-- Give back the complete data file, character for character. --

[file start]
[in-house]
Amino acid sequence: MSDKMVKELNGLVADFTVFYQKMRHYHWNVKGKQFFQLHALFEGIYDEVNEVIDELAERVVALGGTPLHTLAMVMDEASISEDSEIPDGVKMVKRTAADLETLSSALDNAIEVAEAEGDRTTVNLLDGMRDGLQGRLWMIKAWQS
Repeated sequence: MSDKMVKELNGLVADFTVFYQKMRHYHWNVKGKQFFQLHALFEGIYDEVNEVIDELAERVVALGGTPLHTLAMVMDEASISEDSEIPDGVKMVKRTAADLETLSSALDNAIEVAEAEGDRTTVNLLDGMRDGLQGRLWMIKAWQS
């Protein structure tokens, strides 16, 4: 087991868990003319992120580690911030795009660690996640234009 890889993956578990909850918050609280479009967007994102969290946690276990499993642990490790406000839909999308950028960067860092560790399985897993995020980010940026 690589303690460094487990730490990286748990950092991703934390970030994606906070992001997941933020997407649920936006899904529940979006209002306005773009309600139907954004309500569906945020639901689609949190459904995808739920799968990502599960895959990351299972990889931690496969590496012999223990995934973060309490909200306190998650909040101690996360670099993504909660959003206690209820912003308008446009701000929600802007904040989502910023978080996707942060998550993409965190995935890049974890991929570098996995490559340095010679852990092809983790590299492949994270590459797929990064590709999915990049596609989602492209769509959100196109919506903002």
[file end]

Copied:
[in-house]
Amino acid sequence: MSDKMVKELNGLVADFTVFYQKMRHYHWNVKGKQFFQLHALFEGIYDEVNEVIDELAERVVALGGTPLHTLAMVMDEASISEDSEIPDGVKMVKRTAADLETLSSALDNAIEVAEAEGDRTTVNLLDGMRDGLQGRLWMIKAWQS
Repeated sequence: MSDKMVKELNGLVADFTVFYQKMRHYHWNVKGKQFFQLHALFEGIYDEVNEVIDELAERVVALGGTPLHTLAMVMDEASISEDSEIPDGVKMVKRTAADLETLSSALDNAIEVAEAEGDRTTVNLLDGMRDGLQGRLWMIKAWQS
């Protein structure tokens, strides 16, 4: 087991868990003319992120580690911030795009660690996640234009 890889993956578990909850918050609280479009967007994102969290946690276990499993642990490790406000839909999308950028960067860092560790399985897993995020980010940026 690589303690460094487990730490990286748990950092991703934390970030994606906070992001997941933020997407649920936006899904529940979006209002306005773009309600139907954004309500569906945020639901689609949190459904995808739920799968990502599960895959990351299972990889931690496969590496012999223990995934973060309490909200306190998650909040101690996360670099993504909660959003206690209820912003308008446009701000929600802007904040989502910023978080996707942060998550993409965190995935890049974890991929570098996995490559340095010679852990092809983790590299492949994270590459797929990064590709999915990049596609989602492209769509959100196109919506903002």